Richard Armitage
Former U.S. Deputy Secretary of State
01:31

What makes a great leader?

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Armitage describes the three golden rules of leadership.

Richard Armitage

Richard Armitage was the 13th United States Deputy Secretary of State, serving from 2001 to 2005. He served in the U.S. Navy during the Vietnam War and then after the fall of Saigon moved to Washington D.C. to work as a consultant for the United States Department of Defense, which sent him to Tehran and Bangkok.

Throughout the late 70s and early 80s, Armitage worked as an aide and foreign policy advisor to politicians including Senator Bob Dole and President-elect Ronald Reagan. When Reagan was elected, Armitage was appointed to the Department of Defense.  In the 1990s, Armitage worked in the private sector before being confirmed as Deputy Secretary of State with the election of George W. Bush in 2001. He left the post in 2005.

Armitage was educated at the United States Naval Academy. He is an avid bodybuilder, and speaks many languages, including Vietnamese.

Transcript

Question: What makes a great leader?

Armitage:    I think there are three things.  First of all to be a great leader you have to have vision.  And following vision you have to have execution.  And following execution you have to have accountability.  If you lack all three, or any of the three, you cannot be a confident leader.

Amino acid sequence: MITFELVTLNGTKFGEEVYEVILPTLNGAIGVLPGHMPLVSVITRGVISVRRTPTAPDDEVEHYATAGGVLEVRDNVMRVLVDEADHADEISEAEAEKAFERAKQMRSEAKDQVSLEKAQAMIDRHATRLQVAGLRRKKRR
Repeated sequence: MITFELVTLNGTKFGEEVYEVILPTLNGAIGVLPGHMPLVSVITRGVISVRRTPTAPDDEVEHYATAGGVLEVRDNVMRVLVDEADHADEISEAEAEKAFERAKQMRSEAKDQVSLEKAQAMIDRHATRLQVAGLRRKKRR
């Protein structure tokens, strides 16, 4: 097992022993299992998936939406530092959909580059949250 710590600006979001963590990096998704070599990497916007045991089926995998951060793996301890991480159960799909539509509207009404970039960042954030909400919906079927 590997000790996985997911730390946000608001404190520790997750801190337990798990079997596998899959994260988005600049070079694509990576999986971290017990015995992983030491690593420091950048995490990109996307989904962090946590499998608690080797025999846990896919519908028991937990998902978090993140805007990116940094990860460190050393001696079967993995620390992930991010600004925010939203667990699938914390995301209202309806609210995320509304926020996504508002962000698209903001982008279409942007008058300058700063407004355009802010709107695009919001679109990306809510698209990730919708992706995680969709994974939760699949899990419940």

Question: Who are today’s great leaders?

Armitage:    Well I think first of all, there’s no question that Colin L. Powell is the most noteworthy leader with whom I’ve ever dealt and ever worked.  I’ve known a number of good leaders in the Department of State recently.  One by the name of Elizabeth __________; Marc Grossman, our Undersecretary.  These are folks that have a vision.  They also have the ability to execute and then to hold people accountable.  And I think through it all, a good leader has to have some element of compassion, and those folks certainly do.

    There are younger members on Capitol Hill that look as if they will be good leaders at some time.  I think they’re a little young.  Some of them are a little young at present, but I have hope that we’ll be growing some of these fellows.  You’ve seen a John Edwards who is not of my political party, but he’s a young, pretty well intentioned, dynamic fellow.


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